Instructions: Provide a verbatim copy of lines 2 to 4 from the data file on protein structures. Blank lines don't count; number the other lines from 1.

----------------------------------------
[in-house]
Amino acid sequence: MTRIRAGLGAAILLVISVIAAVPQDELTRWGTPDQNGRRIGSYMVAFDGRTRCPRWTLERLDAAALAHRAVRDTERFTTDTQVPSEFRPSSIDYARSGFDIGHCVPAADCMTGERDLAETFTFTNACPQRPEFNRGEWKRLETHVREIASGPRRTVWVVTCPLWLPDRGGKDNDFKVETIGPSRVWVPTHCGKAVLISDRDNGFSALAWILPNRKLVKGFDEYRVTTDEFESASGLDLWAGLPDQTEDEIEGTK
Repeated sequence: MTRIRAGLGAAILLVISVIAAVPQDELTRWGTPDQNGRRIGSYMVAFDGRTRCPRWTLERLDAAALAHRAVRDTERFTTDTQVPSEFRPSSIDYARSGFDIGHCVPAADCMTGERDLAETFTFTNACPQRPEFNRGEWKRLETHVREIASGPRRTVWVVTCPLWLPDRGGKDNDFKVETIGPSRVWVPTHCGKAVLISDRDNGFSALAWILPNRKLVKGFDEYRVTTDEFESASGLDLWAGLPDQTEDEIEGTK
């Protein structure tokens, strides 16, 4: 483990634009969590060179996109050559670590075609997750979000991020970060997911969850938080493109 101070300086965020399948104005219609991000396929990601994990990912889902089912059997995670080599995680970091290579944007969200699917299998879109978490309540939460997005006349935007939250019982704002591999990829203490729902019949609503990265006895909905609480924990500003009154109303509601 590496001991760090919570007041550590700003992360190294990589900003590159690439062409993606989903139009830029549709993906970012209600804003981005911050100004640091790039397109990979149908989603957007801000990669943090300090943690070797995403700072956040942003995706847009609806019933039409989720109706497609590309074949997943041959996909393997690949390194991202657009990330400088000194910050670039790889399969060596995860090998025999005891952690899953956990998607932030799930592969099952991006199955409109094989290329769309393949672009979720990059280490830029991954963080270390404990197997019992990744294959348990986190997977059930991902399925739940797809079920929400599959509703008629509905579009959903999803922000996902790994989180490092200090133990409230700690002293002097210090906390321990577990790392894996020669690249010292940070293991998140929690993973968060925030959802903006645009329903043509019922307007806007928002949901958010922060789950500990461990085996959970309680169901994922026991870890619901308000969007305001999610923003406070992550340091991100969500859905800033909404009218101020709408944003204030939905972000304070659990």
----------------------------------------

Amino acid sequence: MTRIRAGLGAAILLVISVIAAVPQDELTRWGTPDQNGRRIGSYMVAFDGRTRCPRWTLERLDAAALAHRAVRDTERFTTDTQVPSEFRPSSIDYARSGFDIGHCVPAADCMTGERDLAETFTFTNACPQRPEFNRGEWKRLETHVREIASGPRRTVWVVTCPLWLPDRGGKDNDFKVETIGPSRVWVPTHCGKAVLISDRDNGFSALAWILPNRKLVKGFDEYRVTTDEFESASGLDLWAGLPDQTEDEIEGTK
Repeated sequence: MTRIRAGLGAAILLVISVIAAVPQDELTRWGTPDQNGRRIGSYMVAFDGRTRCPRWTLERLDAAALAHRAVRDTERFTTDTQVPSEFRPSSIDYARSGFDIGHCVPAADCMTGERDLAETFTFTNACPQRPEFNRGEWKRLETHVREIASGPRRTVWVVTCPLWLPDRGGKDNDFKVETIGPSRVWVPTHCGKAVLISDRDNGFSALAWILPNRKLVKGFDEYRVTTDEFESASGLDLWAGLPDQTEDEIEGTK
């Protein structure tokens, strides 16, 4: 483990634009969590060179996109050559670590075609997750979000991020970060997911969850938080493109 101070300086965020399948104005219609991000396929990601994990990912889902089912059997995670080599995680970091290579944007969200699917299998879109978490309540939460997005006349935007939250019982704002591999990829203490729902019949609503990265006895909905609480924990500003009154109303509601 590496001991760090919570007041550590700003992360190294990589900003590159690439062409993606989903139009830029549709993906970012209600804003981005911050100004640091790039397109990979149908989603957007801000990669943090300090943690070797995403700072956040942003995706847009609806019933039409989720109706497609590309074949997943041959996909393997690949390194991202657009990330400088000194910050670039790889399969060596995860090998025999005891952690899953956990998607932030799930592969099952991006199955409109094989290329769309393949672009979720990059280490830029991954963080270390404990197997019992990744294959348990986190997977059930991902399925739940797809079920929400599959509703008629509905579009959903999803922000996902790994989180490092200090133990409230700690002293002097210090906390321990577990790392894996020669690249010292940070293991998140929690993973968060925030959802903006645009329903043509019922307007806007928002949901958010922060789950500990461990085996959970309680169901994922026991870890619901308000969007305001999610923003406070992550340091991100969500859905800033909404009218101020709408944003204030939905972000304070659990």